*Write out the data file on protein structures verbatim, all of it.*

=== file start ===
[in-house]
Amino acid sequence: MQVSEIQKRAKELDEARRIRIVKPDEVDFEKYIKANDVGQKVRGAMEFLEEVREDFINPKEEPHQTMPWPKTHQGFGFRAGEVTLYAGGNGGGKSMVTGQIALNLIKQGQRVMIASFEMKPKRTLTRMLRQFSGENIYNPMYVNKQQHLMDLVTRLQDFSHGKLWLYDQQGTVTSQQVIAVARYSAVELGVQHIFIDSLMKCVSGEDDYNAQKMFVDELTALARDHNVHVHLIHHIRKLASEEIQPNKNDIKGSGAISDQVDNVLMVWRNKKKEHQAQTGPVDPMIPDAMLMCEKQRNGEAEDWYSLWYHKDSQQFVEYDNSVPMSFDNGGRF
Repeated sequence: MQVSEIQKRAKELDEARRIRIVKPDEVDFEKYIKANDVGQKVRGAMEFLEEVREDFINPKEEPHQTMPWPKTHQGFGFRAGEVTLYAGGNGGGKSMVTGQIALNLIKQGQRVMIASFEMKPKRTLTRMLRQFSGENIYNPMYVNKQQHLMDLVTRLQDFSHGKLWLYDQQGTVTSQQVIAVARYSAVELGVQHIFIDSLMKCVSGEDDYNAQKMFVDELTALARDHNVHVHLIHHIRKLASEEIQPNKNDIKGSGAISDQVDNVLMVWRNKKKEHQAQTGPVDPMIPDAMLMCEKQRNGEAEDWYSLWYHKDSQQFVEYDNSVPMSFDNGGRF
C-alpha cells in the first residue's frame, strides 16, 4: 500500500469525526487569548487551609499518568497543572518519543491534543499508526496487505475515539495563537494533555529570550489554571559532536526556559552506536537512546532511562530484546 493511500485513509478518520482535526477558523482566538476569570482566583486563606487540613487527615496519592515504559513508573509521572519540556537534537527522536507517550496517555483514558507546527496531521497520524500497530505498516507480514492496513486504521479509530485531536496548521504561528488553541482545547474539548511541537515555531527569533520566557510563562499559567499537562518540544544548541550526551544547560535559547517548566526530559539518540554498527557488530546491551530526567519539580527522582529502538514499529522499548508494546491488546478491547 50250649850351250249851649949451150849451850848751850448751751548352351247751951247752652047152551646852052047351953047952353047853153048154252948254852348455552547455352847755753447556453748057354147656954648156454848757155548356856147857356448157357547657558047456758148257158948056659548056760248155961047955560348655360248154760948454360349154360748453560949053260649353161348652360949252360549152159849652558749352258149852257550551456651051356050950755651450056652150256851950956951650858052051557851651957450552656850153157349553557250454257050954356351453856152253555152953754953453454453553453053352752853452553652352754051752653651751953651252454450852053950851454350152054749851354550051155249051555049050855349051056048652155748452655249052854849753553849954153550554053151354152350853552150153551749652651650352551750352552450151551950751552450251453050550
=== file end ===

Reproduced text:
[in-house]
Amino acid sequence: MQVSEIQKRAKELDEARRIRIVKPDEVDFEKYIKANDVGQKVRGAMEFLEEVREDFINPKEEPHQTMPWPKTHQGFGFRAGEVTLYAGGNGGGKSMVTGQIALNLIKQGQRVMIASFEMKPKRTLTRMLRQFSGENIYNPMYVNKQQHLMDLVTRLQDFSHGKLWLYDQQGTVTSQQVIAVARYSAVELGVQHIFIDSLMKCVSGEDDYNAQKMFVDELTALARDHNVHVHLIHHIRKLASEEIQPNKNDIKGSGAISDQVDNVLMVWRNKKKEHQAQTGPVDPMIPDAMLMCEKQRNGEAEDWYSLWYHKDSQQFVEYDNSVPMSFDNGGRF
Repeated sequence: MQVSEIQKRAKELDEARRIRIVKPDEVDFEKYIKANDVGQKVRGAMEFLEEVREDFINPKEEPHQTMPWPKTHQGFGFRAGEVTLYAGGNGGGKSMVTGQIALNLIKQGQRVMIASFEMKPKRTLTRMLRQFSGENIYNPMYVNKQQHLMDLVTRLQDFSHGKLWLYDQQGTVTSQQVIAVARYSAVELGVQHIFIDSLMKCVSGEDDYNAQKMFVDELTALARDHNVHVHLIHHIRKLASEEIQPNKNDIKGSGAISDQVDNVLMVWRNKKKEHQAQTGPVDPMIPDAMLMCEKQRNGEAEDWYSLWYHKDSQQFVEYDNSVPMSFDNGGRF
C-alpha cells in the first residue's frame, strides 16, 4: 500500500469525526487569548487551609499518568497543572518519543491534543499508526496487505475515539495563537494533555529570550489554571559532536526556559552506536537512546532511562530484546 493511500485513509478518520482535526477558523482566538476569570482566583486563606487540613487527615496519592515504559513508573509521572519540556537534537527522536507517550496517555483514558507546527496531521497520524500497530505498516507480514492496513486504521479509530485531536496548521504561528488553541482545547474539548511541537515555531527569533520566557510563562499559567499537562518540544544548541550526551544547560535559547517548566526530559539518540554498527557488530546491551530526567519539580527522582529502538514499529522499548508494546491488546478491547 50250649850351250249851649949451150849451850848751850448751751548352351247751951247752652047152551646852052047351953047952353047853153048154252948254852348455552547455352847755753447556453748057354147656954648156454848757155548356856147857356448157357547657558047456758148257158948056659548056760248155961047955560348655360248154760948454360349154360748453560949053260649353161348652360949252360549152159849652558749352258149852257550551456651051356050950755651450056652150256851950956951650858052051557851651957450552656850153157349553557250454257050954356351453856152253555152953754953453454453553453053352752853452553652352754051752653651751953651252454450852053950851454350152054749851354550051155249051555049050855349051056048652155748452655249052854849753553849954153550554053151354152350853552150153551749652651650352551750352552450151551950751552450251453050550